• Spring 2024 meetup in Calgary - date Saturday, April 20/2024. discussion Please RSVP Here to confirm and get your invitation and the location details. RSVP NOW so organizers can plan to get sufficient food etc. It's Tomorrow Saturday! you can still RSVP until I stop checking my phone tomorrow More info and agenda
  • We are having email/registration problems again. Diagnosis is underway. New users sorry if you are having trouble getting registered. We are exploring different options to get registered. Contact the forum via another member or on facebook if you're stuck. Update -> we think it is fixed. Let us know if not.
  • Spring meet up in Ontario, April 6/2024. NEW LOCATION See Post #31 Discussion AND THE NEW LOCATION

Chinese mini metal lathe differences?

Susquatch

Ultra Member
Administrator
Moderator
Premium Member
Use it to do what specifically? I can't picture a mini-lathe replacing any of your reloading tools.

I don't want to put a lot on the forum but just picture turning case necks to a uniform thickness +/- a tenth alone. Right now I do it manually. Lots and lots of other very similar tasks well suited to a very small lathe with a powered spindle. Right now I have three tiny little manual lathes for these purposes. Some folks power them with a drill or a dedicated drive motor. Back in the day when such practices were developed there were no small lathes like this and for those who had a real lathe, it was much bigger.
 

DavidR8

Scrap maker
Administrator
Moderator
Premium Member
I don't want to put a lot on the forum but just picture turning case necks to a uniform thickness +/- a tenth alone. Right now I do it manually. Lots and lots of other very similar tasks well suited to a very small lathe with a powered spindle. Right now I have three tiny little manual lathes for these purposes. Some folks power them with a drill or a dedicated drive motor. Back in the day when such practices were developed there were no small lathes like this and for those who had a real lathe, it was much bigger.
Do you have a Taig or similar?
 

Dabbler

ersatz engineer
@JradM Here is alternative. Instead of buying new, for under1000$ guys in Calgary can help you source a used Atlas or similar small lathe, usually with a little bit of starter tooling. It does depend on the room you have. I saw a Southbend 9A go for 1100 last year, but that is about 40" long overall. It does still sit on a bench though.

With controller board issues to somewhat poor fitting, and very low torque on the headstock, these machines have to be used carefully. In the hands of a highly skilled operator, they can do excellent work. I'm trying to propose something with a better return on the dollar, with perhaps better resale value.

Frankly it will prolly take about 3-5 months to find a great deal, but you will be starting with a much more rigid lathe that will be easier to start with.

Some of us have extra tooling which can be given or sold at nominal cost to get you started turning. ;)
 

Lapua

Member
I don't want to put a lot on the forum but just picture turning case necks to a uniform thickness +/- a tenth alone. Right now I do it manually. Lots and lots of other very similar tasks well suited to a very small lathe with a powered spindle. Right now I have three tiny little manual lathes for these purposes. Some folks power them with a drill or a dedicated drive motor. Back in the day when such practices were developed there were no small lathes like this and for those who had a real lathe, it was much bigger.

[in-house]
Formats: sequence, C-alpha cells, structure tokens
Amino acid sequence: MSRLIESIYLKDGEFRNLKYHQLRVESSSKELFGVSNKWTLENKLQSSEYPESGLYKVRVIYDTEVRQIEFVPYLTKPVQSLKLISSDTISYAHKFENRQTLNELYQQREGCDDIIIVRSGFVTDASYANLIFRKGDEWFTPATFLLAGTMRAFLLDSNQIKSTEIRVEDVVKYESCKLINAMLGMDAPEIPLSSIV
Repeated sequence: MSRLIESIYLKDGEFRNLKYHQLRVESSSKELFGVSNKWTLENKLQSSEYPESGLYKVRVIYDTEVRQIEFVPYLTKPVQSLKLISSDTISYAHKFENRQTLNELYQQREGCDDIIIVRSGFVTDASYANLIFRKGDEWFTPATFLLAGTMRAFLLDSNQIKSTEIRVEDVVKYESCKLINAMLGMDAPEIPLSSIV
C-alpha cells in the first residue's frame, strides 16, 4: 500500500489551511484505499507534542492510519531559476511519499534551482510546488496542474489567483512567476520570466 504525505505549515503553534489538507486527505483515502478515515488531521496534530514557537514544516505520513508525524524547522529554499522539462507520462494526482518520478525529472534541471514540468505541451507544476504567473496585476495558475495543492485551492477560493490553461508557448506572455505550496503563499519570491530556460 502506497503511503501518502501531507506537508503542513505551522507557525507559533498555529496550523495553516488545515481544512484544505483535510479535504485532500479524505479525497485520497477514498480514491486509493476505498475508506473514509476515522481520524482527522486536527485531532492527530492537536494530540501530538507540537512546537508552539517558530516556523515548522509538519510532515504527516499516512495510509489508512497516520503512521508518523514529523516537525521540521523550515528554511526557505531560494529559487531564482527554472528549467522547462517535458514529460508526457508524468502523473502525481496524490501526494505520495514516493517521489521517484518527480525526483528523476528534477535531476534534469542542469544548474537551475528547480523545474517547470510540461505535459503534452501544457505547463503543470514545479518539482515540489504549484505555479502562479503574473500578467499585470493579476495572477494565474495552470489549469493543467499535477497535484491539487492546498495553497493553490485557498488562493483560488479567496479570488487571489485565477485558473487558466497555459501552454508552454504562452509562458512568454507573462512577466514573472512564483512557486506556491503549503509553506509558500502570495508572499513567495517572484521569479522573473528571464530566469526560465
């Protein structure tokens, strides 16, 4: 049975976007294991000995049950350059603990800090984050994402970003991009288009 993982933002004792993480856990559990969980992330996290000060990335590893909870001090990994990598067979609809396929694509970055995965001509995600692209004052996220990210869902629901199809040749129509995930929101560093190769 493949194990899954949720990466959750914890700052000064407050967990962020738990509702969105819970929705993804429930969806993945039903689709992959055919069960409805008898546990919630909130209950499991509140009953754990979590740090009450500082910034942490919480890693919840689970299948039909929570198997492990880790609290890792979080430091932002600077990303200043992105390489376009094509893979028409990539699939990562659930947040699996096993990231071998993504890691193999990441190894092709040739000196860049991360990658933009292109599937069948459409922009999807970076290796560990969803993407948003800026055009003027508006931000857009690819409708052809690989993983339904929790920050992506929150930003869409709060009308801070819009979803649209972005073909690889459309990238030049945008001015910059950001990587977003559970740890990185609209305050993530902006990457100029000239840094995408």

Just curious how you would hold the brass to turn the necks? If by tenth, your meaning .0001”, that’s pretty tight tolerances for a Chinese lathe I would think.
 

Susquatch

Ultra Member
Administrator
Moderator
Premium Member
Just curious how you would hold the brass to turn the necks? If by tenth, your meaning .0001”, that’s pretty tight tolerances for a Chinese lathe I would think.

Yes, that's what I meant. +/- 0.0001.

I believe that most Chinese lathes are easily capable of that and better. The difficulty of doing it isn't as great as knowing that you really did. Metrology equipment exists for that but the technique usually limits their ability. I strive for consistency more so than an absolute number.

The truth is that the precision of the lathe isn't as important as the precision of the cutting tool. I learned how to use a lathe on a machine built in the mid 1880s. It couldn't hold a thou on its own if it's life depended on it! But there are ways to improve that dramatically. Applying these techniques to a modern lathe can produce amazing results.

For the subject at hand, I only really use the lathe to turn the brass slowly and consistently. The brass is held in collets that I made myself. I have three of them to fit 308 bases, 222 bases, and PPC. The actual cutting process floats to find its own axis of rotation independent of the lathe spindle.

Only new high quality Lapua annealed brass is used. I thought it quite interesting that Lapua is also your user name...... I'm guessing that is no coincidence. LOL!

First I cut the necks one thou oversize of my target dimension. Then I size them down a few thou in a forming die, then I size them back up over a precision ground mandrel that forms a smooth consistent inside diameter across the whole length of the neck. Finally, a floating cutter, that rides that smooth inside diameter like a reverse gauge pin, cuts the outside to the target thickness dimension relative to the inside.

In effect, the brass neck itself is used to create the reference for its own cutting process - not the lathe. But it sure helps when you have a nice smooth powerful machine to do all the spinning.
 

Lapua